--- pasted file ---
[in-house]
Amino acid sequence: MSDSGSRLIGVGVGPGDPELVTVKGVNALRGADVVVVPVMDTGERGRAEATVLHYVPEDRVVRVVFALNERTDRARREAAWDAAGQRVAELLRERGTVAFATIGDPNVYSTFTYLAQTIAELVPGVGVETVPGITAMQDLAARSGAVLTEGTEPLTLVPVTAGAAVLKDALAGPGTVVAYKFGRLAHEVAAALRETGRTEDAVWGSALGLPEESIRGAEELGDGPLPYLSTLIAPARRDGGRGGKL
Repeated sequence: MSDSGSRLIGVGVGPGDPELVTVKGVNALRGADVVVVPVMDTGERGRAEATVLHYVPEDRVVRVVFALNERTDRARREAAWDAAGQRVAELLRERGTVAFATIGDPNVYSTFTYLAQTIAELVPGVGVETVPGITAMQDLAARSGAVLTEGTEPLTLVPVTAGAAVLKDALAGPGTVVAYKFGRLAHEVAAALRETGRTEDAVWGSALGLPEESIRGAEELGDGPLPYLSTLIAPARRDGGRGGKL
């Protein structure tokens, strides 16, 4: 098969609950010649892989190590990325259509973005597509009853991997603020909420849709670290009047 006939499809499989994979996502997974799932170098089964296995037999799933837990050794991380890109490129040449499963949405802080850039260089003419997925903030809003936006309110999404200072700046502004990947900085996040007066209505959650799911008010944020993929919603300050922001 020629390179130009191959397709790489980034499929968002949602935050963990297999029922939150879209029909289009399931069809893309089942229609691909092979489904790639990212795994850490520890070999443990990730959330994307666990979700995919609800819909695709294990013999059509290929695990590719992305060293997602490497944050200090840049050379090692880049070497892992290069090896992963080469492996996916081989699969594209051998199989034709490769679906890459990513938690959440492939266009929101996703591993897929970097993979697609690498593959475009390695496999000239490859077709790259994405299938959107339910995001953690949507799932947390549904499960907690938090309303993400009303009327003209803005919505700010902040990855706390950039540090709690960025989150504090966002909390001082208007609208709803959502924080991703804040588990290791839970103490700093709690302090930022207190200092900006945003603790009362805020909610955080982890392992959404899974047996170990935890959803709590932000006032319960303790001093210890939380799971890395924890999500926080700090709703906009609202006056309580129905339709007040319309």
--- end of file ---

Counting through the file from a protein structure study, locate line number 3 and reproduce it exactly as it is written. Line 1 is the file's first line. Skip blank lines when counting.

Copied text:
Repeated sequence: MSDSGSRLIGVGVGPGDPELVTVKGVNALRGADVVVVPVMDTGERGRAEATVLHYVPEDRVVRVVFALNERTDRARREAAWDAAGQRVAELLRERGTVAFATIGDPNVYSTFTYLAQTIAELVPGVGVETVPGITAMQDLAARSGAVLTEGTEPLTLVPVTAGAAVLKDALAGPGTVVAYKFGRLAHEVAAALRETGRTEDAVWGSALGLPEESIRGAEELGDGPLPYLSTLIAPARRDGGRGGKL